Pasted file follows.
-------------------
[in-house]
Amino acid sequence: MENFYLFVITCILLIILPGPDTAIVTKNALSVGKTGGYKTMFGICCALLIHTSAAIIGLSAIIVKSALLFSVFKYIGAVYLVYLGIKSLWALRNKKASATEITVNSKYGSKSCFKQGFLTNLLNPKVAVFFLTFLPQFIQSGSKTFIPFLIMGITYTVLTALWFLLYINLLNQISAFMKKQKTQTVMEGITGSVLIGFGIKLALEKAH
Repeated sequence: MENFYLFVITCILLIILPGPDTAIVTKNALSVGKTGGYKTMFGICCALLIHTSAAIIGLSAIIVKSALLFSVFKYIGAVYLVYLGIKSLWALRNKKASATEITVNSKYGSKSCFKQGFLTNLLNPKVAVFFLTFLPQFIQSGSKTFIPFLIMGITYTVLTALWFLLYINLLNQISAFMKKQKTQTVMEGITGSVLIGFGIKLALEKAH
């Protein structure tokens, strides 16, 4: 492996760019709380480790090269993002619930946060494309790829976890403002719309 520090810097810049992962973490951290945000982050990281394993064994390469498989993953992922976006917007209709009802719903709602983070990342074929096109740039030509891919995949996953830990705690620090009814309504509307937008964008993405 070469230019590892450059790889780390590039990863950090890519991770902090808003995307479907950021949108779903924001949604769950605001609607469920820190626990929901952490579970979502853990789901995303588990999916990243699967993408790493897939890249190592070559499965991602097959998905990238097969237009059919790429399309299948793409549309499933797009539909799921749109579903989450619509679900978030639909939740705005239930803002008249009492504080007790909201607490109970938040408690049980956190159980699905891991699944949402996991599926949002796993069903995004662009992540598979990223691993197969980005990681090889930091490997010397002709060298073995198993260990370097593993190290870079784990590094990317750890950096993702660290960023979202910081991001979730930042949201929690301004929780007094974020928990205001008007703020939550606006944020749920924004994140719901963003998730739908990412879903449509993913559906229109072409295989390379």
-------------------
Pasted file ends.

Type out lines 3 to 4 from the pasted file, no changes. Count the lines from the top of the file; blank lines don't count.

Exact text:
Repeated sequence: MENFYLFVITCILLIILPGPDTAIVTKNALSVGKTGGYKTMFGICCALLIHTSAAIIGLSAIIVKSALLFSVFKYIGAVYLVYLGIKSLWALRNKKASATEITVNSKYGSKSCFKQGFLTNLLNPKVAVFFLTFLPQFIQSGSKTFIPFLIMGITYTVLTALWFLLYINLLNQISAFMKKQKTQTVMEGITGSVLIGFGIKLALEKAH
């Protein structure tokens, strides 16, 4: 492996760019709380480790090269993002619930946060494309790829976890403002719309 520090810097810049992962973490951290945000982050990281394993064994390469498989993953992922976006917007209709009802719903709602983070990342074929096109740039030509891919995949996953830990705690620090009814309504509307937008964008993405 070469230019590892450059790889780390590039990863950090890519991770902090808003995307479907950021949108779903924001949604769950605001609607469920820190626990929901952490579970979502853990789901995303588990999916990243699967993408790493897939890249190592070559499965991602097959998905990238097969237009059919790429399309299948793409549309499933797009539909799921749109579903989450619509679900978030639909939740705005239930803002008249009492504080007790909201607490109970938040408690049980956190159980699905891991699944949402996991599926949002796993069903995004662009992540598979990223691993197969980005990681090889930091490997010397002709060298073995198993260990370097593993190290870079784990590094990317750890950096993702660290960023979202910081991001979730930042949201929690301004929780007094974020928990205001008007703020939550606006944020749920924004994140719901963003998730739908990412879903449509993913559906229109072409295989390379």